By Christopher White, The Tablet’s National Correspondent
WASHINGTON, D.C. – Following the passage of the House tax reform bill, Bishop Frank Dewane, head of the U.S. bishops’ Committee on Domestic Justice and Human Development, labeled the bill as “deeply flawed” and called on the Senate to “pass a law that demonstrates that our nation prioritizes care for the most vulnerable among us.”
On Thursday, the House of Representatives voted 227-205 to pass major tax reform legislation. The bill includes a permanent corporate tax cut and eliminates the mortgage interest deduction. While the vote largely fell along party lines, 13 Republicans joined with Democrats in opposing the bill.
President Donald Trump has vowed to sign a tax reform bill into law before Christmas, however the Senate must first pass its own bill and the House and Senate bills must be reconciled before it can reach the president’s desk.
In his statement on Friday, Bishop Dewane praised the House for restoring the adoption tax credit, which had previously been cut, but he criticized it for repealing benefits for families who receive adoption assistance from their employers.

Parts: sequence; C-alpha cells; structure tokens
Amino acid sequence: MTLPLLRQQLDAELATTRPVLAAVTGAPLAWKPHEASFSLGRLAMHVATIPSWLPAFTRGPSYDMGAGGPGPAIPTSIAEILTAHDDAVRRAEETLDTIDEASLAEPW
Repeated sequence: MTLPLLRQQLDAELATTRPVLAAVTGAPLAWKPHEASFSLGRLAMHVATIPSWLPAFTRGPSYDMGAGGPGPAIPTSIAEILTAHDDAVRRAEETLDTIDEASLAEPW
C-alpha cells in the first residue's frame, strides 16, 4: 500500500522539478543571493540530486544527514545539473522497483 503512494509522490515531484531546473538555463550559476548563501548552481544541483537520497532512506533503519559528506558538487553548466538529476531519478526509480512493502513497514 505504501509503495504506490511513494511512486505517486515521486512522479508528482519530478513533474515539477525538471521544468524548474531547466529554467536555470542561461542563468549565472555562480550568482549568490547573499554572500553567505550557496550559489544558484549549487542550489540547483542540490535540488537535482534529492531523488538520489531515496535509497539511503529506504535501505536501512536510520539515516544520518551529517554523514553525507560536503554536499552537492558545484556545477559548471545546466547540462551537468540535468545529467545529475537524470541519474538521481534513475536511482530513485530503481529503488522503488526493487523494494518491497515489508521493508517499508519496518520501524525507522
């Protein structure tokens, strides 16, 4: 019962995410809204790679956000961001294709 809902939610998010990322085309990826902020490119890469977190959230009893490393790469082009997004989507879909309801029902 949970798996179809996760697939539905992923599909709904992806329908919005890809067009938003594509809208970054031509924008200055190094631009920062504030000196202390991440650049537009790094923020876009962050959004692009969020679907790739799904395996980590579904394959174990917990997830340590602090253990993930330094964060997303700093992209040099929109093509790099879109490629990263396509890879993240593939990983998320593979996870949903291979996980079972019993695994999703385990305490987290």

“It is greatly disappointing that the U.S. House of Representatives ignored impacts to the poor and families,” said Bishop Dewane, who added the United States Conference of Catholic Bishops is currently analyzing the Senate bill and an analysis will be forthcoming.
“Senate legislation has also been scored by the JCT (Joint Committee on Taxation) as raising taxes on the working poor while giving large tax cuts to millionaires,” Bishop Dewane warned, and encouraged the Senate to pass legislation “in which Americans can fully understand the implication of tax proposals which will be voted upon.”
Last month, the U.S. bishops sent a letter to members of Congress urging that any tax reform legislation should be guided by six major principles: care for the poor, the strengthening of families, maintaining the progressivity of the tax code, raising adequate revenue for the common good, avoiding cuts to poverty programs to finance tax reform, and incentivizing charitable giving and development.
The bishops have urged that any comprehensive tax reform should have “thoughtful deliberation,” and should be guided by the preferential option for the poor, a plea that was repeated by Bishop Dewane as the U.S. bishops met in Baltimore this past week for their annual fall assembly.